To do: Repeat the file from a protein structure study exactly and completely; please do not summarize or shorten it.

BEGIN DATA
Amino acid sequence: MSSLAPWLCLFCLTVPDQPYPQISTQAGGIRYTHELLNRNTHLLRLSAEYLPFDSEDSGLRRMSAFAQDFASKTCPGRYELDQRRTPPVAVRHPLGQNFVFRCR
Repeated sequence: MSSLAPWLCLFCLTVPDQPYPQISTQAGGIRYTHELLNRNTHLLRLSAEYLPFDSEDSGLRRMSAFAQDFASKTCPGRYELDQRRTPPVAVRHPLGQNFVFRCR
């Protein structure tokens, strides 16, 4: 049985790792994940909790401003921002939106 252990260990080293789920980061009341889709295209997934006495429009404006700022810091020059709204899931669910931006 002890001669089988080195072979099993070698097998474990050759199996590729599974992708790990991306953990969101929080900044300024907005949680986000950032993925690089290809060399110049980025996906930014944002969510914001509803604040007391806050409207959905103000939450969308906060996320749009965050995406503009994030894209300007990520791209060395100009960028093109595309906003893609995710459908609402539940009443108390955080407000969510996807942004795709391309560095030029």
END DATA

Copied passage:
Amino acid sequence: MSSLAPWLCLFCLTVPDQPYPQISTQAGGIRYTHELLNRNTHLLRLSAEYLPFDSEDSGLRRMSAFAQDFASKTCPGRYELDQRRTPPVAVRHPLGQNFVFRCR
Repeated sequence: MSSLAPWLCLFCLTVPDQPYPQISTQAGGIRYTHELLNRNTHLLRLSAEYLPFDSEDSGLRRMSAFAQDFASKTCPGRYELDQRRTPPVAVRHPLGQNFVFRCR
């Protein structure tokens, strides 16, 4: 049985790792994940909790401003921002939106 252990260990080293789920980061009341889709295209997934006495429009404006700022810091020059709204899931669910931006 002890001669089988080195072979099993070698097998474990050759199996590729599974992708790990991306953990969101929080900044300024907005949680986000950032993925690089290809060399110049980025996906930014944002969510914001509803604040007391806050409207959905103000939450969308906060996320749009965050995406503009994030894209300007990520791209060395100009960028093109595309906003893609995710459908609402539940009443108390955080407000969510996807942004795709391309560095030029």